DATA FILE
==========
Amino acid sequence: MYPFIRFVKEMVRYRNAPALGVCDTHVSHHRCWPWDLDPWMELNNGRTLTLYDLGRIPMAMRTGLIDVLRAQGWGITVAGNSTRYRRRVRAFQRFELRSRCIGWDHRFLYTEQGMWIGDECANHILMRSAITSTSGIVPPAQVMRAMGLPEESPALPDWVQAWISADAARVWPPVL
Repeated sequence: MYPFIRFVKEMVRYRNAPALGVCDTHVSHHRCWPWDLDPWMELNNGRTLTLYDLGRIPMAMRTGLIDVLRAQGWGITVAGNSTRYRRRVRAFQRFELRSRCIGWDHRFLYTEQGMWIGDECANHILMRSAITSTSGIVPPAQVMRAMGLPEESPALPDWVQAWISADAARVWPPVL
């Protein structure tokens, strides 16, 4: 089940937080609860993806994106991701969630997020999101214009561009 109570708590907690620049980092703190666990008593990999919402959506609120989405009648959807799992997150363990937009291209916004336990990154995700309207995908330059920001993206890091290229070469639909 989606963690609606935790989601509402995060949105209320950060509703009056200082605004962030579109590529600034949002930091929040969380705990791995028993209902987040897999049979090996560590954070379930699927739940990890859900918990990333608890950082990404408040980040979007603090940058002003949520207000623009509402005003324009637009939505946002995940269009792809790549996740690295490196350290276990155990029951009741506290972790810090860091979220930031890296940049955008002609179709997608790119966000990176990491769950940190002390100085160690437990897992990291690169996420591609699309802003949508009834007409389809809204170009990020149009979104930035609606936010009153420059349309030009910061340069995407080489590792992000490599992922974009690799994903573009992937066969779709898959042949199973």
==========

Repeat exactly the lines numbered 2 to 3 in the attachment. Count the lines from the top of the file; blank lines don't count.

Repeated sequence: MYPFIRFVKEMVRYRNAPALGVCDTHVSHHRCWPWDLDPWMELNNGRTLTLYDLGRIPMAMRTGLIDVLRAQGWGITVAGNSTRYRRRVRAFQRFELRSRCIGWDHRFLYTEQGMWIGDECANHILMRSAITSTSGIVPPAQVMRAMGLPEESPALPDWVQAWISADAARVWPPVL
């Protein structure tokens, strides 16, 4: 089940937080609860993806994106991701969630997020999101214009561009 109570708590907690620049980092703190666990008593990999919402959506609120989405009648959807799992997150363990937009291209916004336990990154995700309207995908330059920001993206890091290229070469639909 989606963690609606935790989601509402995060949105209320950060509703009056200082605004962030579109590529600034949002930091929040969380705990791995028993209902987040897999049979090996560590954070379930699927739940990890859900918990990333608890950082990404408040980040979007603090940058002003949520207000623009509402005003324009637009939505946002995940269009792809790549996740690295490196350290276990155990029951009741506290972790810090860091979220930031890296940049955008002609179709997608790119966000990176990491769950940190002390100085160690437990897992990291690169996420591609699309802003949508009834007409389809809204170009990020149009979104930035609606936010009153420059349309030009910061340069995407080489590792992000490599992922974009690799994903573009992937066969779709898959042949199973």